The eyes are situated deep within the orbits, offering them some degree of protection. They each sit in a pad of fat which provides a cushioning effect. When horses are ill or starving this fat disappears and the eyes appear more sunken.
The skin which covers the horse’s face and neck is thinner than the skin anywhere else on the body.
The horse’s head evolved to be relatively large in relation to the overall size of the animal. This was due to changes in dietary habits, which developed with time from shrub browsing to a trickle-feeding herbivore. The horse needed large teeth for grinding herbage and consequently a large jawbone to accommodate them. All the lower teeth are situated in the mandible. The upper teeth are situated in sockets in the incisive (premaxillary) and maxillary bones.
The horse’s teeth are designed to cope with a diet mainly consisting of grass, grinding away at tough stems and leaves. To compensate for the continual wear that occurs at their grinding (occlusal) surfaces, the horse’s teeth possess a very long crown, most of which is embedded in a socket. As the tooth is worn away the crown gradually emerges from the socket, compensating for the wear. The horse’s jaws need to be long to house this battery of grinding teeth; they also need to be deep to encase the long, embedded crowns. This gives rise to the characteristic shape of the horse’s head.
To assist the grinding process, the upper jaw is wider than the bottom jaw and the surfaces of the teeth comprise complex folds of enamel. The side-to-side chewing action of the jaws means that the teeth glide across each other, with continual eruption compensating for wear. Through generations of selective breeding, horse’s heads have become more refined, with the Thoroughbred and Arab clearly possessing a wide forehead and top jaw and a narrower lower jaw. When the upper jaw is wider than the bottom jaw, the chewing action does not involve the entire occlusal surface of the tooth. The inside of the upper molars is worn smooth while the outside is not sufficiently worn away, leaving sharp edges that can damage the horse’s cheeks. The outside edge of the lower teeth is worn but the inside edges become sharp and can lacerate the tongue. The situation is made even worse when horses are fed lower levels of fibrous roughage and larger amounts of easily chewed concentrate feed. The horse’s teeth should be checked twice a year by a horse dentist or veterinary surgeon, and if necessary rasped to remove these sharp edges.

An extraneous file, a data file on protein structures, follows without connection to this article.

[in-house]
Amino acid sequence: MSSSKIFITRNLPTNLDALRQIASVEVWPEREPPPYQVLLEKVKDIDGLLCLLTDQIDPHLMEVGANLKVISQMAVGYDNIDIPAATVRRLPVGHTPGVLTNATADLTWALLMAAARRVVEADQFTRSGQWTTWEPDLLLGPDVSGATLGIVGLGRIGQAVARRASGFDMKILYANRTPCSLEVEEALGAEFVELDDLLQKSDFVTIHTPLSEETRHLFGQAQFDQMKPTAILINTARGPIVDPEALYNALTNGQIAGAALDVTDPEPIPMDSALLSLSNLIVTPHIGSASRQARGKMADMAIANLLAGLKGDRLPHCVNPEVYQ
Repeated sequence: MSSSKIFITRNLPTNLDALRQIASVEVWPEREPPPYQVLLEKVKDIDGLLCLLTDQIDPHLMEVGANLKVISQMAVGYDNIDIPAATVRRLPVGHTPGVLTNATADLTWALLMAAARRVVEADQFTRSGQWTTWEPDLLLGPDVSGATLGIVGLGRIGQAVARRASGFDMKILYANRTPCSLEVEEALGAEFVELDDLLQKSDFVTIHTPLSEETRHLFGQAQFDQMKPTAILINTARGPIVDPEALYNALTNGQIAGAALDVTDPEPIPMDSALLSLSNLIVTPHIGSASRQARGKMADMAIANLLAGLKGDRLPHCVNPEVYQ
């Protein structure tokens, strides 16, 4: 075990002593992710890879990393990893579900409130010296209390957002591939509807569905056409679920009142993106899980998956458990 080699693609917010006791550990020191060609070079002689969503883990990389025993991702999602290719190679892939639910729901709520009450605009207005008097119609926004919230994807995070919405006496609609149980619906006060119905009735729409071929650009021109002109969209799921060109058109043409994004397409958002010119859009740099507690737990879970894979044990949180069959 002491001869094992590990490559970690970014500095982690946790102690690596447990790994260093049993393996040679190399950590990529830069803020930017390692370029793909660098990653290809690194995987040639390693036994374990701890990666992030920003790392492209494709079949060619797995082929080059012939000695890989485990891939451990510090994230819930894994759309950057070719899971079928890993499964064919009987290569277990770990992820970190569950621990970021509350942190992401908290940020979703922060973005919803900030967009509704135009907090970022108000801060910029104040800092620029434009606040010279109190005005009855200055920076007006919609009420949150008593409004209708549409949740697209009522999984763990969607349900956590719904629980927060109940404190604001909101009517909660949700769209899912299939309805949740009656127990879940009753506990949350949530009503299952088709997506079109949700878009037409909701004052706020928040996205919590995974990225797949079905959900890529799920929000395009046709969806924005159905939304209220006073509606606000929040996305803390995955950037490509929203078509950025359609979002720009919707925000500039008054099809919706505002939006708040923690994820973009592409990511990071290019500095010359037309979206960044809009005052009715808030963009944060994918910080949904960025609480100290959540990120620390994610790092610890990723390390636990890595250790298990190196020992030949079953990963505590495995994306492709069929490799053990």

The skeleton of the horse’s neck consists of seven cervical vertebrae (Fig. 2.3), the first of which is the atlas (Fig. 2.4) and the second the axis (Fig. 2.5). The long strong ligament of the neck, the nuchal ligament (Fig. 2.7), is attached to the axis. It helps to support the horse’s heavy head and neck, and allows them to be raised and lowered. The joints between the other cervical vertebrae enable the horse to stretch the neck downwards, bend it sideways and arch it. This allows the horse to graze and to move its head towards strange sounds or sights which may indicate danger. The curves formed by the vertebrae are deep in the neck and do not follow the crest.
The first two bones of the horse’s neck, the atlas and axis, are different anatomically from the other neck vertebrae and also from each other. The hollow space within these vertebrae, which allows the vital spinal cord to run through their middle, is relatively large to allow for the great amount of movement which takes place in this part of the neck.
Atlas (Fig. 2.4)
The atlas consists of a short tube of bone with large wings; it lacks the body of the axis and other cervical vertebrae. It articulates with the skull at the occiput, allowing the horse to nod its head. The wings of the atlas can be felt on either side of the horse’s neck below the poll and behind the jawbone.